With less than three weeks until their deadline, U.S. budget negotiators have yet to break an impasse over revenue, prompting lawmakers to draft plans to blunt $19 billion in defense cuts set to start in January.
One idea -- known as “smoothing” -- would redistribute the 2014 reductions across the 10-year timeframe of the automatic Pentagon cuts known as sequestration. Instead of the cuts hitting in January, defense spending next year would remain at or higher than the current $518 billion level, with greater reductions coming in future years.
Budget analysts call the smoothing approach a gimmick, and Tea Party-aligned lawmakers probably will oppose it.
“It’s the budget equivalent of rearranging the deck chairs on the Titanic,” said Stan Collender, managing director of Qorvis Communications LLC in Washington and a former congressional appropriations aide.
Still, if Democrats and Republicans on the 29-member budget panel can’t bridge the revenue divide, smoothing may serve as an alternative for both parties that want to stop cuts the Pentagon says will devastate important military functions.
Aides to Senator Patty Murray and Representative Paul Ryan, the top Democratic and Republican negotiators on the bipartisan budget panel, say they are inching closer to a tentative deal. They’re identifying savings outside major entitlement programs to replace a small portion of the $1.2 trillion in automatic spending cuts over a decade, with a Dec. 13 deadline for an agreement.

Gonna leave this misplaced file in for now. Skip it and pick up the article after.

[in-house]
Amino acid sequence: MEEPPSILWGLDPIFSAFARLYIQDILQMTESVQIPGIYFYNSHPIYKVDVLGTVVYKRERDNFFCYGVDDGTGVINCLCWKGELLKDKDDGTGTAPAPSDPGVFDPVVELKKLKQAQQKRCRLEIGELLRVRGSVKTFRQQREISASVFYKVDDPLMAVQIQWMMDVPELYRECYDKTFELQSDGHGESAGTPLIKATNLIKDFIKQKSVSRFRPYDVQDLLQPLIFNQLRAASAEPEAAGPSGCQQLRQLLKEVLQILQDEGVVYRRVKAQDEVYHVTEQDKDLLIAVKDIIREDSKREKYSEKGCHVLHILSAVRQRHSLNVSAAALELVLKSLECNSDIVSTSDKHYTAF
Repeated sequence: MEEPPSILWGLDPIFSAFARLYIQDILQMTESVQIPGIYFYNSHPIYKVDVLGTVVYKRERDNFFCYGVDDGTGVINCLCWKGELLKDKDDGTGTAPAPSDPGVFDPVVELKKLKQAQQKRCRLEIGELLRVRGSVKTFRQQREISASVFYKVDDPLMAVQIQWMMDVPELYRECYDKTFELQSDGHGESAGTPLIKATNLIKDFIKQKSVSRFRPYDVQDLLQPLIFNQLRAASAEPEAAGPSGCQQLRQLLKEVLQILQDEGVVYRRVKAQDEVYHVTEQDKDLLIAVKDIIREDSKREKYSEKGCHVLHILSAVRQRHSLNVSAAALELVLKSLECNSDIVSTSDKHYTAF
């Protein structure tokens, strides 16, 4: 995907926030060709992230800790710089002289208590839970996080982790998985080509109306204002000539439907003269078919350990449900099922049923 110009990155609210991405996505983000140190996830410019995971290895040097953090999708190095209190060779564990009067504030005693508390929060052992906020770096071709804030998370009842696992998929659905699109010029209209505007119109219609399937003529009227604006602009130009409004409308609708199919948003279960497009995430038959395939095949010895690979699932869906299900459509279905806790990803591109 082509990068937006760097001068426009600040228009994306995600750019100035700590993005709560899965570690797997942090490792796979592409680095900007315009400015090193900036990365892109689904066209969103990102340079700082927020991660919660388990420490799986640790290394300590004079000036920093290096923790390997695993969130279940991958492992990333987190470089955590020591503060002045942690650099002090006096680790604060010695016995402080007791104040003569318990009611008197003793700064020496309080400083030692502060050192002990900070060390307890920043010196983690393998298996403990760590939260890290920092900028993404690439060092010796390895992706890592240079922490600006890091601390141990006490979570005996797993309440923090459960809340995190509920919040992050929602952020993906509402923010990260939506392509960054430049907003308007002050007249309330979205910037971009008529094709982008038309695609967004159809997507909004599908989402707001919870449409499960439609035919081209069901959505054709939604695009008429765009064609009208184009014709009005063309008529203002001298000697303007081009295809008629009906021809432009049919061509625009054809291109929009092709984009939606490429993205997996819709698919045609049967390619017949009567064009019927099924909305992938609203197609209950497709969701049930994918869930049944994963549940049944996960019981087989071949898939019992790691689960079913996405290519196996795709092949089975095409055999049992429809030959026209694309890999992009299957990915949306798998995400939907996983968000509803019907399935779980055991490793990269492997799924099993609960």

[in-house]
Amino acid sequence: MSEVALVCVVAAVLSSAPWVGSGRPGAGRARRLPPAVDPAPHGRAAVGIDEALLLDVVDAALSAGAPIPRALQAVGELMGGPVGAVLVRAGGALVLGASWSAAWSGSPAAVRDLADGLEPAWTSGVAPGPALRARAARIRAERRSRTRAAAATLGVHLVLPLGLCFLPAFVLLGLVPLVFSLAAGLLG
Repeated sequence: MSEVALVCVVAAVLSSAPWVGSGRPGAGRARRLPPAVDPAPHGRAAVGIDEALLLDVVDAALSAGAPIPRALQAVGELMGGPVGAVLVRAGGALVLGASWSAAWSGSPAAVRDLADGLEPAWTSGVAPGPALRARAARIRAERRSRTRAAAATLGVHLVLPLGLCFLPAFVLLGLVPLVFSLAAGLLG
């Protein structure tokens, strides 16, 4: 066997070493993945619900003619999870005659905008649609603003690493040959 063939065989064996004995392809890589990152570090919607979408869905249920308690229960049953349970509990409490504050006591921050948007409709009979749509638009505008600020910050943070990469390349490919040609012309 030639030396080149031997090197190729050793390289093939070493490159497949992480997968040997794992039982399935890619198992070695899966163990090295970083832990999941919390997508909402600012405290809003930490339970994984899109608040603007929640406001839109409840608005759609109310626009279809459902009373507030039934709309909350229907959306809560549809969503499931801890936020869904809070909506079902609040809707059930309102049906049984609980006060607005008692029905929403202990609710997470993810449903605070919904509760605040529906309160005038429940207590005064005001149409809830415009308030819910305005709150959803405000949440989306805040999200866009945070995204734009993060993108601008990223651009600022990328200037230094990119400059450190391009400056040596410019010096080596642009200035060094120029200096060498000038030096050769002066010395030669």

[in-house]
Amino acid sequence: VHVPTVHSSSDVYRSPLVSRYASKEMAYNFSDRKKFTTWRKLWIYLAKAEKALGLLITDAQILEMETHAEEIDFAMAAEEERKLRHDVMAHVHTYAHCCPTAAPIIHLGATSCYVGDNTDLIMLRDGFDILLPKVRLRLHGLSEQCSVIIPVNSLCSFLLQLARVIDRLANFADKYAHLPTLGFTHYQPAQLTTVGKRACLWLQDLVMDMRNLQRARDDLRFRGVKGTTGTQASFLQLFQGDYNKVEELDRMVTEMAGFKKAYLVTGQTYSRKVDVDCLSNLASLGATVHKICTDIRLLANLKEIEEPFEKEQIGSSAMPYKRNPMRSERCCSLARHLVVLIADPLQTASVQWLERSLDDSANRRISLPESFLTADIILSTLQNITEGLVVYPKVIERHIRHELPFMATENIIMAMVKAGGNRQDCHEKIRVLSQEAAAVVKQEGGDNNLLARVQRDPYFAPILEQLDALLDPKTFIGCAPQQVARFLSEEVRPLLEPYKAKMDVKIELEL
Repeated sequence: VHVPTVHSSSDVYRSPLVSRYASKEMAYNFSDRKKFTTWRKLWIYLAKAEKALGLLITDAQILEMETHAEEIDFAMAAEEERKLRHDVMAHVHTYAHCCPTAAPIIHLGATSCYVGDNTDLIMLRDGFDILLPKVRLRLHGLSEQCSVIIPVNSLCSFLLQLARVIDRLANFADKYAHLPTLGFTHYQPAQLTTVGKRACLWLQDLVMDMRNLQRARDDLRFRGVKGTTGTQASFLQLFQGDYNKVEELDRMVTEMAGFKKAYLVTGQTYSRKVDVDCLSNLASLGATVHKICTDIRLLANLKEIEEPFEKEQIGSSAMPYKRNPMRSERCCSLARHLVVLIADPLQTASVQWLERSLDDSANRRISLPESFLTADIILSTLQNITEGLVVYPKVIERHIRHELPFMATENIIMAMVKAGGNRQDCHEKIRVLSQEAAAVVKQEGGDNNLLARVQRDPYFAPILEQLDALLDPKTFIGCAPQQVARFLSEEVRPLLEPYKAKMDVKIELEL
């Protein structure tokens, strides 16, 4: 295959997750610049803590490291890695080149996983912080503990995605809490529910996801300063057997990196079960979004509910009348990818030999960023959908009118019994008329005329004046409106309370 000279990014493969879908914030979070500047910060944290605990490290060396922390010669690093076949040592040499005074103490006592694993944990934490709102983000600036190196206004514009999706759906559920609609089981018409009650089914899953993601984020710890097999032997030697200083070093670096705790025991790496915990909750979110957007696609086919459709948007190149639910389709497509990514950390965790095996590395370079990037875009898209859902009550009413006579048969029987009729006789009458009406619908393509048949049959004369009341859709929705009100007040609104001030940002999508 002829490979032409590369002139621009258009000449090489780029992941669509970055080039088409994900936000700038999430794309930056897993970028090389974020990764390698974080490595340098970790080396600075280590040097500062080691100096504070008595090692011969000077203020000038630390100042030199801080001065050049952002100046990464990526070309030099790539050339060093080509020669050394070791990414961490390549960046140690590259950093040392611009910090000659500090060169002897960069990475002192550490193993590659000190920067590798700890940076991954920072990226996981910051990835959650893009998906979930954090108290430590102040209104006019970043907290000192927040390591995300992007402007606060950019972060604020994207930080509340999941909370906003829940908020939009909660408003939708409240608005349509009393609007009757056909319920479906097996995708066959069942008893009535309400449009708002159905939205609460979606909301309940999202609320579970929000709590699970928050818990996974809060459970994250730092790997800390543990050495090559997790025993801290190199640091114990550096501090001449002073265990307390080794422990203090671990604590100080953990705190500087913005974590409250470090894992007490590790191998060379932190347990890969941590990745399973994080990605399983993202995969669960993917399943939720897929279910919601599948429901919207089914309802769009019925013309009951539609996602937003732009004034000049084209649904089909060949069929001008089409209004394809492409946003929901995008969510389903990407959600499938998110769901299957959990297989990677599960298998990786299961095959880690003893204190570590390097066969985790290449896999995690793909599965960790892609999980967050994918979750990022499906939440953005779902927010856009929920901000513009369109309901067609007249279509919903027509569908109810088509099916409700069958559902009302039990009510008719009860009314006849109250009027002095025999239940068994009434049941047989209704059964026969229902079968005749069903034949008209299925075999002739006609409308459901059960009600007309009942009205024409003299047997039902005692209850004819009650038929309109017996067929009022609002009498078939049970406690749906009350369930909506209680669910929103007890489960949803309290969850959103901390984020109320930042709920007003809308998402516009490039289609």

Ryan, a Wisconsin Republican, has drawn up options both chambers have included in their respective budget resolutions, and political pressure is mounting for some deal.
They remain split over whether additional revenue by ending some tax breaks should be a part of an accord. House Speaker John Boehner, an Ohio Republican, has repeatedly ruled out any tax increases while Murray says revenue must be included.
Senate Democrats on Nov. 21 moved to end delaying tactics known as filibusters for most executive nominations, leading to an escalation in partisan battling. Republicans warned the vote will create an environment that could undermine the work of the budget panel and efforts to reach fiscal deals.
It “further complicated a federal budget debate that was already overly complicated and had little chance of success,” Collender said. The same day, Boehner said he is making contingency plans in case the budget talks fail, saying the House will vote on a temporary spending bill keeping the government open and the spending caps in place.
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